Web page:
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Soane Museum exhibits 3D-printed Piranesi furnishings

An exhibition of furnishings designed by 18th century Italian architect Giovanni Piranesi and created through 3D printing has opened at Sir John Soane’s Museum

Giovanni Batista Piranesi (1720-1778), best known for his often imaginary sketches of Rome, designed a number of home furnishings based on his interpretation of the classical world which were published in influential books such as Diverse Maniere d’Adornare i Cammini… (1769) and Vasi, Candelabri, Cippi, Sarcofagi… (1778).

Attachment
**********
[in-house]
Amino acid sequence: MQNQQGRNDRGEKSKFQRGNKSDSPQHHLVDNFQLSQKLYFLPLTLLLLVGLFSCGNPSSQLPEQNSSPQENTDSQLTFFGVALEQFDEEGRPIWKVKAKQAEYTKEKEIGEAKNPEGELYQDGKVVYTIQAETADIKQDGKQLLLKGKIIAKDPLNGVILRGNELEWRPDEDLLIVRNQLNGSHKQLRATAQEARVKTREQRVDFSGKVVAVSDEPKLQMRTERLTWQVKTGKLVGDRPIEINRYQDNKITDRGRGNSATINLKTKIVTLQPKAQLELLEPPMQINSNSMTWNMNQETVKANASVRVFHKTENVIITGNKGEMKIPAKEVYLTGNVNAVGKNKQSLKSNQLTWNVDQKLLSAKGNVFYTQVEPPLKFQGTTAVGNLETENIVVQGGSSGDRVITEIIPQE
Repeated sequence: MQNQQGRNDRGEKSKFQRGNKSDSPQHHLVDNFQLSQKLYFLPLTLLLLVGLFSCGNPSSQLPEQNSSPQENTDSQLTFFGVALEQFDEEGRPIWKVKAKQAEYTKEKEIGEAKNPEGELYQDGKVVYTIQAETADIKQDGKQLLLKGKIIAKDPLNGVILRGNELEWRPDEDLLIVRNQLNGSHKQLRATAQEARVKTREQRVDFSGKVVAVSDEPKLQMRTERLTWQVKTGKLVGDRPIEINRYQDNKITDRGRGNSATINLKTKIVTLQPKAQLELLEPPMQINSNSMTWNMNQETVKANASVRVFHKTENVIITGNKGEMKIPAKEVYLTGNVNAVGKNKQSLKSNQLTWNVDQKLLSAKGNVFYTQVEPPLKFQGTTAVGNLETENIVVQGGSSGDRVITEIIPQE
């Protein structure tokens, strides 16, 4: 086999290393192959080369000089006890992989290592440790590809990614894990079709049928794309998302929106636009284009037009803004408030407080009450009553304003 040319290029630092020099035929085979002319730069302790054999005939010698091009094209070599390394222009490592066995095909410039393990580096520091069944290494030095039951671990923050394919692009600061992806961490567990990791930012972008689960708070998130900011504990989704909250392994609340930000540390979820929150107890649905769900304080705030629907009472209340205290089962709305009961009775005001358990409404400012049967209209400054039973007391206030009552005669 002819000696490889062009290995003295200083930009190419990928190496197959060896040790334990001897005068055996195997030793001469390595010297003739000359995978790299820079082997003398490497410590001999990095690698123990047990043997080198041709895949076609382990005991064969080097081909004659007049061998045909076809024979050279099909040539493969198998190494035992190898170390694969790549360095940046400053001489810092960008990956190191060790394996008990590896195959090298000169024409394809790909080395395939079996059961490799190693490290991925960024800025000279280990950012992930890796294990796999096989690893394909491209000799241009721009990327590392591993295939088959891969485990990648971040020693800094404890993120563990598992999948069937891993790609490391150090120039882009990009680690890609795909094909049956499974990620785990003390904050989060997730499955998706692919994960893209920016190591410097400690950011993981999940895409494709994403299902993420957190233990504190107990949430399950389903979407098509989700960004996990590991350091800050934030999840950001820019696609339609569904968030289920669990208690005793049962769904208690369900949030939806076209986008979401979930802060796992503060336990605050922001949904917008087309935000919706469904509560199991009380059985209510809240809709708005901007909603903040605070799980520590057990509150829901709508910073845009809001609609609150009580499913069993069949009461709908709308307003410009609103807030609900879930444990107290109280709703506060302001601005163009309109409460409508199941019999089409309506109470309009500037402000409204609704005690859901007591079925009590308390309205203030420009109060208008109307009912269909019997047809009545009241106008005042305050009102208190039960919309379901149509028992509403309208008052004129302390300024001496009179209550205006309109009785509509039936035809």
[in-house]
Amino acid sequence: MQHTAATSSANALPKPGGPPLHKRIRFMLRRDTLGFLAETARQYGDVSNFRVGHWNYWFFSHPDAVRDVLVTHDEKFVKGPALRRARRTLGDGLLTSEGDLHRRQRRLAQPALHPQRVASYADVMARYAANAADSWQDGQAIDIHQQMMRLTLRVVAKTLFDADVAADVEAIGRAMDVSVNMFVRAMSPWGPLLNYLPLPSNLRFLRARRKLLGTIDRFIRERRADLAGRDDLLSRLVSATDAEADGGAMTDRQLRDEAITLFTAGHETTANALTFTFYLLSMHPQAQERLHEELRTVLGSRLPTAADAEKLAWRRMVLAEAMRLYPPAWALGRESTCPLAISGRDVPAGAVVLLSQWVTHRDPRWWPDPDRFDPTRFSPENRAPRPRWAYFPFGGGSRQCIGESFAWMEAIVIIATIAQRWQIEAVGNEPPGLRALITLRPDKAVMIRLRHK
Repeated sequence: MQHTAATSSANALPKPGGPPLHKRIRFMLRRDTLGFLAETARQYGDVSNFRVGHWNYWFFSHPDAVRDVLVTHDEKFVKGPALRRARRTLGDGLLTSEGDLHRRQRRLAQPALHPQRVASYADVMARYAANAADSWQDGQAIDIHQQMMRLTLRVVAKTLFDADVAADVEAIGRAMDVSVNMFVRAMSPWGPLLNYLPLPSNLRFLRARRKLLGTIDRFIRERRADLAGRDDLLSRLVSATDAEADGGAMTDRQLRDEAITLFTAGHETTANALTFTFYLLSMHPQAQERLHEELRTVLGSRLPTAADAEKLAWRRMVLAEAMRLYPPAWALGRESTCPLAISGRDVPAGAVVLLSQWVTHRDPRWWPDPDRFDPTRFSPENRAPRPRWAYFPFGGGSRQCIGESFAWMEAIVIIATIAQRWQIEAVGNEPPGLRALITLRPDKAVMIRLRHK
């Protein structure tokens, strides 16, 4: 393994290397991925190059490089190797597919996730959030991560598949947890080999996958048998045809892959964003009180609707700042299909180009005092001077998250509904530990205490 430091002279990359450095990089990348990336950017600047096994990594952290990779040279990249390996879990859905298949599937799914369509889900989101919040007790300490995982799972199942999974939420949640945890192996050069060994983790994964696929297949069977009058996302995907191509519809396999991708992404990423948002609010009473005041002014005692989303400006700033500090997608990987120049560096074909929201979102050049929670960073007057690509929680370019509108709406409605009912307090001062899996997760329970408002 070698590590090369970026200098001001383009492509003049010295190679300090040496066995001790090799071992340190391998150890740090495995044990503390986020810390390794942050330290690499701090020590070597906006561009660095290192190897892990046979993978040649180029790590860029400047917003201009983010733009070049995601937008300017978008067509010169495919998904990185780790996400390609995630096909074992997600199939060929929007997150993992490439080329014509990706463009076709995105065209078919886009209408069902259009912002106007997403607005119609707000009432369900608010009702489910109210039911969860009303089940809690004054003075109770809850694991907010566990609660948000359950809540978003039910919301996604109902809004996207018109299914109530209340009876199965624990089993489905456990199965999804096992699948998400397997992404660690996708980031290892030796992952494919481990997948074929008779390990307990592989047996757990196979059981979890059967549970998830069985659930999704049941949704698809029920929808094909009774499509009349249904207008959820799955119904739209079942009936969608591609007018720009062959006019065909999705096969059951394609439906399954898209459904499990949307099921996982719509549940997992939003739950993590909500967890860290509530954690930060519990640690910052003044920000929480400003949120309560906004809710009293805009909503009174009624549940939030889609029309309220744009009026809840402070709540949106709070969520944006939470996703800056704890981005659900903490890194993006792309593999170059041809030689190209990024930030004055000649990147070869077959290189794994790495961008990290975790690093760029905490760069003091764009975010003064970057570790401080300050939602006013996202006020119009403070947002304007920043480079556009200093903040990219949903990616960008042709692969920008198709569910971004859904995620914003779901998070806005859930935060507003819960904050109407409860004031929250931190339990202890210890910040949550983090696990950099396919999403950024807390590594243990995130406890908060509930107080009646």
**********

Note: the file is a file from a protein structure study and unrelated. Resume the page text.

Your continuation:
A selection of these objects – unrealised in Piranesi’s lifetime – have been created by Madrid-based design studio Factum Arte using 3D printing.

The objects include an altar piece, a tripod table, a gilt chair, a coffee pot and a candelabra. Also on display is a selection of sketches by Piranesi.

Jerzy J. Kierkuc-Bielinski, curator of the exhibition, said: ‘Three-dimensional printing technology…opens up great possibilities. Not only can fragile works of art be replicated down to surface colour and texture, but entire monuments can also be recorded and reproduced in this manner.’

He added: ‘Sir John Soane, with his love of new building technologies and use of casts and models in his teaching and architectural practice, would undoubtedly have embraced the potential of the three-dimensional print.’

Diverse Maniere: Piranesi, Fantasy and Excess
Until 31 May 2014
Sir John Soane’s Museum,13 Lincoln’s Inn Fields, London WC2A 3BP
Admission: Free

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